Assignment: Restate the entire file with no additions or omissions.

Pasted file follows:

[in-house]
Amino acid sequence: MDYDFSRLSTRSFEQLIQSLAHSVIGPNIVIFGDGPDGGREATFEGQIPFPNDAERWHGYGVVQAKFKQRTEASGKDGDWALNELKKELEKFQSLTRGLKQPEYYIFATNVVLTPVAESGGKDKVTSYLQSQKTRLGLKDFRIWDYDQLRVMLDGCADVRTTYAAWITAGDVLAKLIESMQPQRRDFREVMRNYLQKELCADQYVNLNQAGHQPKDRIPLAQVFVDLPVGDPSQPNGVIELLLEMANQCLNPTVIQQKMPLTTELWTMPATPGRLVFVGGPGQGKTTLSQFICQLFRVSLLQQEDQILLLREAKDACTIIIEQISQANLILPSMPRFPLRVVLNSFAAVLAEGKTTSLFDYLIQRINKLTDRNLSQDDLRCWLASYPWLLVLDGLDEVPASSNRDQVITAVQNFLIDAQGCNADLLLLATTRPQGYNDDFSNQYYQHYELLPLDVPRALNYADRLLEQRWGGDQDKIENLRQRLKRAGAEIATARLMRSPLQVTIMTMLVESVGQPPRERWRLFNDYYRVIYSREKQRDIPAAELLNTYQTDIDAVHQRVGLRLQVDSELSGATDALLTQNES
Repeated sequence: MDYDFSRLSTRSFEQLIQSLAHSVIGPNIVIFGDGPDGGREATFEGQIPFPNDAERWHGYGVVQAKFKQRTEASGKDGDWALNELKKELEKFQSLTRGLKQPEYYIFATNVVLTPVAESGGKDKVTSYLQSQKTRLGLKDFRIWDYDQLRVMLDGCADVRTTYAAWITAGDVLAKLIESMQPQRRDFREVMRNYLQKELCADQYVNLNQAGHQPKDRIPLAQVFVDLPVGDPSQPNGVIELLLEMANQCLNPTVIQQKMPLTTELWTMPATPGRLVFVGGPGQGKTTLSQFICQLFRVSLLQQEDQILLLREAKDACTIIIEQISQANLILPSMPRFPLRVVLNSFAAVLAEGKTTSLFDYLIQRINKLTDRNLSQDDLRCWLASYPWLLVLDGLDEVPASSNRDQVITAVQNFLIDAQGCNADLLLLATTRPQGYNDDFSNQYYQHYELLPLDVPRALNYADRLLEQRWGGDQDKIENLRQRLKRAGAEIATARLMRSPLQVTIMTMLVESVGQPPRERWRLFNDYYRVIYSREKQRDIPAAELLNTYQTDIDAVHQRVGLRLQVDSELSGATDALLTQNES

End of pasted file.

[in-house]
Amino acid sequence: MDYDFSRLSTRSFEQLIQSLAHSVIGPNIVIFGDGPDGGREATFEGQIPFPNDAERWHGYGVVQAKFKQRTEASGKDGDWALNELKKELEKFQSLTRGLKQPEYYIFATNVVLTPVAESGGKDKVTSYLQSQKTRLGLKDFRIWDYDQLRVMLDGCADVRTTYAAWITAGDVLAKLIESMQPQRRDFREVMRNYLQKELCADQYVNLNQAGHQPKDRIPLAQVFVDLPVGDPSQPNGVIELLLEMANQCLNPTVIQQKMPLTTELWTMPATPGRLVFVGGPGQGKTTLSQFICQLFRVSLLQQEDQILLLREAKDACTIIIEQISQANLILPSMPRFPLRVVLNSFAAVLAEGKTTSLFDYLIQRINKLTDRNLSQDDLRCWLASYPWLLVLDGLDEVPASSNRDQVITAVQNFLIDAQGCNADLLLLATTRPQGYNDDFSNQYYQHYELLPLDVPRALNYADRLLEQRWGGDQDKIENLRQRLKRAGAEIATARLMRSPLQVTIMTMLVESVGQPPRERWRLFNDYYRVIYSREKQRDIPAAELLNTYQTDIDAVHQRVGLRLQVDSELSGATDALLTQNES
Repeated sequence: MDYDFSRLSTRSFEQLIQSLAHSVIGPNIVIFGDGPDGGREATFEGQIPFPNDAERWHGYGVVQAKFKQRTEASGKDGDWALNELKKELEKFQSLTRGLKQPEYYIFATNVVLTPVAESGGKDKVTSYLQSQKTRLGLKDFRIWDYDQLRVMLDGCADVRTTYAAWITAGDVLAKLIESMQPQRRDFREVMRNYLQKELCADQYVNLNQAGHQPKDRIPLAQVFVDLPVGDPSQPNGVIELLLEMANQCLNPTVIQQKMPLTTELWTMPATPGRLVFVGGPGQGKTTLSQFICQLFRVSLLQQEDQILLLREAKDACTIIIEQISQANLILPSMPRFPLRVVLNSFAAVLAEGKTTSLFDYLIQRINKLTDRNLSQDDLRCWLASYPWLLVLDGLDEVPASSNRDQVITAVQNFLIDAQGCNADLLLLATTRPQGYNDDFSNQYYQHYELLPLDVPRALNYADRLLEQRWGGDQDKIENLRQRLKRAGAEIATARLMRSPLQVTIMTMLVESVGQPPRERWRLFNDYYRVIYSREKQRDIPAAELLNTYQTDIDAVHQRVGLRLQVDSELSGATDALLTQNES